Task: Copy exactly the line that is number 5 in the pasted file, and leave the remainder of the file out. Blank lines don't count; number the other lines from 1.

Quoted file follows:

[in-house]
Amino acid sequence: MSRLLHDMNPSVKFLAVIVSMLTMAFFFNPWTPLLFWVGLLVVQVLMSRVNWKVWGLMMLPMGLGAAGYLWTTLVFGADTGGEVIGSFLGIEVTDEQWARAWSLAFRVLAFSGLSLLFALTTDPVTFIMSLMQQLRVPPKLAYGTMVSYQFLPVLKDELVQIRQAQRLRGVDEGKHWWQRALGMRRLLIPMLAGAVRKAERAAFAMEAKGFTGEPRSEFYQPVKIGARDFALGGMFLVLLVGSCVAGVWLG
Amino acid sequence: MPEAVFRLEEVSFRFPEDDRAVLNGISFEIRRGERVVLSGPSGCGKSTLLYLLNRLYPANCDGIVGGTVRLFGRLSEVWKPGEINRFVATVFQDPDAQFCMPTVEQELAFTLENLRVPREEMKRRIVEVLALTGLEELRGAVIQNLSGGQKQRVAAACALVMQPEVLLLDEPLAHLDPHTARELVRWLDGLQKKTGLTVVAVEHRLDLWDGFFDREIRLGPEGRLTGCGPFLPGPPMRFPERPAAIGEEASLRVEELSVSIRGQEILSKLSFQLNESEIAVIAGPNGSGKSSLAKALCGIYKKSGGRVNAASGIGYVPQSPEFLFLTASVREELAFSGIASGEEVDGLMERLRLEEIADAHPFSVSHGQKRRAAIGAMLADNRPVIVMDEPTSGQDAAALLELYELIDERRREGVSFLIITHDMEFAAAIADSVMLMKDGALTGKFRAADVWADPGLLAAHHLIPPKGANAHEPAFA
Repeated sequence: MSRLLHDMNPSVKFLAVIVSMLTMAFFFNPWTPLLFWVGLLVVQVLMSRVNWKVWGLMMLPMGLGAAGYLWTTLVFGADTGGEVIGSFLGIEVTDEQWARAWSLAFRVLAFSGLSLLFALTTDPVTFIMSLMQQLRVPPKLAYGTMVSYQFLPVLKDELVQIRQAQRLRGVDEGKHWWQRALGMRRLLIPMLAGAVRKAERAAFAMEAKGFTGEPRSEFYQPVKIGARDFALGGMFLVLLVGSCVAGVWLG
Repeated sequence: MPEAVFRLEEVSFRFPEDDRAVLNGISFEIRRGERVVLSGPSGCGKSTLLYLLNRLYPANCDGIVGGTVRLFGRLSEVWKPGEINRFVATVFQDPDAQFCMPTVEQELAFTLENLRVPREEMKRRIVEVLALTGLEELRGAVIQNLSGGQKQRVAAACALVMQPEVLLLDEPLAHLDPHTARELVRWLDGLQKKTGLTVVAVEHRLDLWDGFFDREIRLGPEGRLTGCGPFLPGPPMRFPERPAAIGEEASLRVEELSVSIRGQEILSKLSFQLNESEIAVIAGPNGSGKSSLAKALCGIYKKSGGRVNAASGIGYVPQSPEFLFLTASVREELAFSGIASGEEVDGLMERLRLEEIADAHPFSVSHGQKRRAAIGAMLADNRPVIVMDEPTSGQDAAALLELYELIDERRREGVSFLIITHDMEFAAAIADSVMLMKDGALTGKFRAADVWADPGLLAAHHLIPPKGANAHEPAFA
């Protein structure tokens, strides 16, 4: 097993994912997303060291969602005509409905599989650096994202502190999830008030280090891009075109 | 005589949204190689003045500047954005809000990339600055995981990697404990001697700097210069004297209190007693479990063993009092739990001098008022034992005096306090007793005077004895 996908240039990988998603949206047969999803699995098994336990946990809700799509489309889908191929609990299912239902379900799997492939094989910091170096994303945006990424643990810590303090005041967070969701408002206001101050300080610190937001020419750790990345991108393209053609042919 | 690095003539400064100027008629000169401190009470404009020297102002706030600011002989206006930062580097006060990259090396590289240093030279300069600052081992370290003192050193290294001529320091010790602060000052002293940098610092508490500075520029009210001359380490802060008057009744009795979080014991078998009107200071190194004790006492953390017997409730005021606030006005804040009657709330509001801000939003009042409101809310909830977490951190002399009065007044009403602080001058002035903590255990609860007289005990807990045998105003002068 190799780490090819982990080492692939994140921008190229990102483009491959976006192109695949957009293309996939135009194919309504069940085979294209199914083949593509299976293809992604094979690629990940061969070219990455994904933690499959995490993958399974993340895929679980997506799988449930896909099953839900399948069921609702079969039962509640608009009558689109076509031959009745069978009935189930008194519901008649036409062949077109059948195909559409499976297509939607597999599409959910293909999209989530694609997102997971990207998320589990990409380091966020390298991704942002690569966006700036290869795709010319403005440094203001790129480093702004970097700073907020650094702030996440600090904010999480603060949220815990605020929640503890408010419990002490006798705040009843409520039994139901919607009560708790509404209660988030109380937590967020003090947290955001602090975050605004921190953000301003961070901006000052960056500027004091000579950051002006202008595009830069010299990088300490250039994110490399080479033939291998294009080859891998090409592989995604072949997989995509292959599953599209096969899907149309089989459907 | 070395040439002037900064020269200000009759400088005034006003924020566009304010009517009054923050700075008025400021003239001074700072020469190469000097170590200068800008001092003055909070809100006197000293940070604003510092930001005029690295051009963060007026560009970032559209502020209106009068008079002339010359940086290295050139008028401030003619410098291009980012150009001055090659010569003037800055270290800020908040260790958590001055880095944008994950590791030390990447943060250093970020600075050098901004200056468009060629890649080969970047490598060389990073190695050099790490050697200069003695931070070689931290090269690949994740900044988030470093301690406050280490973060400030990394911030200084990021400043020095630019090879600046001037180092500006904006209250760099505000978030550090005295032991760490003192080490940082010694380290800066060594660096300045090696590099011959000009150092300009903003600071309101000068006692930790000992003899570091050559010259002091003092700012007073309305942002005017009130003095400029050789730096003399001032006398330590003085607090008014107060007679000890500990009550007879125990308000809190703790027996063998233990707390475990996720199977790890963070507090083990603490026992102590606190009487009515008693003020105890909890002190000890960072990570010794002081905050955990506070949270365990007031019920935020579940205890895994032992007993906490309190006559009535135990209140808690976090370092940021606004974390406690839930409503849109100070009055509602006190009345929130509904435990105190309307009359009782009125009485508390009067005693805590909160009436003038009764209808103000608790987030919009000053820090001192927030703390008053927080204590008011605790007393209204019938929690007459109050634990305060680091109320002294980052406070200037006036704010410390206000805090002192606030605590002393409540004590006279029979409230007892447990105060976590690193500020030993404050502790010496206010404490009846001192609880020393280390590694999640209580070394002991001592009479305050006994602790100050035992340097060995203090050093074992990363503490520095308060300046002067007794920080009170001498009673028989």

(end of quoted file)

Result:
Repeated sequence: MPEAVFRLEEVSFRFPEDDRAVLNGISFEIRRGERVVLSGPSGCGKSTLLYLLNRLYPANCDGIVGGTVRLFGRLSEVWKPGEINRFVATVFQDPDAQFCMPTVEQELAFTLENLRVPREEMKRRIVEVLALTGLEELRGAVIQNLSGGQKQRVAAACALVMQPEVLLLDEPLAHLDPHTARELVRWLDGLQKKTGLTVVAVEHRLDLWDGFFDREIRLGPEGRLTGCGPFLPGPPMRFPERPAAIGEEASLRVEELSVSIRGQEILSKLSFQLNESEIAVIAGPNGSGKSSLAKALCGIYKKSGGRVNAASGIGYVPQSPEFLFLTASVREELAFSGIASGEEVDGLMERLRLEEIADAHPFSVSHGQKRRAAIGAMLADNRPVIVMDEPTSGQDAAALLELYELIDERRREGVSFLIITHDMEFAAAIADSVMLMKDGALTGKFRAADVWADPGLLAAHHLIPPKGANAHEPAFA